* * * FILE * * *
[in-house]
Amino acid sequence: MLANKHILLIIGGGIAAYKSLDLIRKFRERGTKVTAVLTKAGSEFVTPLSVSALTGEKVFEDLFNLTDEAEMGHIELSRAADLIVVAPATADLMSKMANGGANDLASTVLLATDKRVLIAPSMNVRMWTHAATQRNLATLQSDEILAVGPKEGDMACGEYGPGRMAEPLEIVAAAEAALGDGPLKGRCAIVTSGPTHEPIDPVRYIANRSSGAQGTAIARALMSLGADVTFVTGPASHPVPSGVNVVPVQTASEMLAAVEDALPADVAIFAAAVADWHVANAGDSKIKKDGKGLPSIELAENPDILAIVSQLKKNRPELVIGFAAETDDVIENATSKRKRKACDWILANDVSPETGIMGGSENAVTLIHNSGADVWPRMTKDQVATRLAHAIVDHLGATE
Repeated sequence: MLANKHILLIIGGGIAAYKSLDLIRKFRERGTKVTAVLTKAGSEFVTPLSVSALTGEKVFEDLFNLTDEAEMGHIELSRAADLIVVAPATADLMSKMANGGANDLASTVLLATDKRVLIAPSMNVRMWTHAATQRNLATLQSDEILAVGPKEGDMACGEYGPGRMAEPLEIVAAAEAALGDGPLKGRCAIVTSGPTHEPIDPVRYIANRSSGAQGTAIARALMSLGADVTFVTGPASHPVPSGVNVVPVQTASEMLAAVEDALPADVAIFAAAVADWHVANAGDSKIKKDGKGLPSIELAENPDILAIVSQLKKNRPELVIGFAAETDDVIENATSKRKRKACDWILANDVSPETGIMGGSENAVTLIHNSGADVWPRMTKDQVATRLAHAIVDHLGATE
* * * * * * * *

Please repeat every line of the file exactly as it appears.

[in-house]
Amino acid sequence: MLANKHILLIIGGGIAAYKSLDLIRKFRERGTKVTAVLTKAGSEFVTPLSVSALTGEKVFEDLFNLTDEAEMGHIELSRAADLIVVAPATADLMSKMANGGANDLASTVLLATDKRVLIAPSMNVRMWTHAATQRNLATLQSDEILAVGPKEGDMACGEYGPGRMAEPLEIVAAAEAALGDGPLKGRCAIVTSGPTHEPIDPVRYIANRSSGAQGTAIARALMSLGADVTFVTGPASHPVPSGVNVVPVQTASEMLAAVEDALPADVAIFAAAVADWHVANAGDSKIKKDGKGLPSIELAENPDILAIVSQLKKNRPELVIGFAAETDDVIENATSKRKRKACDWILANDVSPETGIMGGSENAVTLIHNSGADVWPRMTKDQVATRLAHAIVDHLGATE
Repeated sequence: MLANKHILLIIGGGIAAYKSLDLIRKFRERGTKVTAVLTKAGSEFVTPLSVSALTGEKVFEDLFNLTDEAEMGHIELSRAADLIVVAPATADLMSKMANGGANDLASTVLLATDKRVLIAPSMNVRMWTHAATQRNLATLQSDEILAVGPKEGDMACGEYGPGRMAEPLEIVAAAEAALGDGPLKGRCAIVTSGPTHEPIDPVRYIANRSSGAQGTAIARALMSLGADVTFVTGPASHPVPSGVNVVPVQTASEMLAAVEDALPADVAIFAAAVADWHVANAGDSKIKKDGKGLPSIELAENPDILAIVSQLKKNRPELVIGFAAETDDVIENATSKRKRKACDWILANDVSPETGIMGGSENAVTLIHNSGADVWPRMTKDQVATRLAHAIVDHLGATE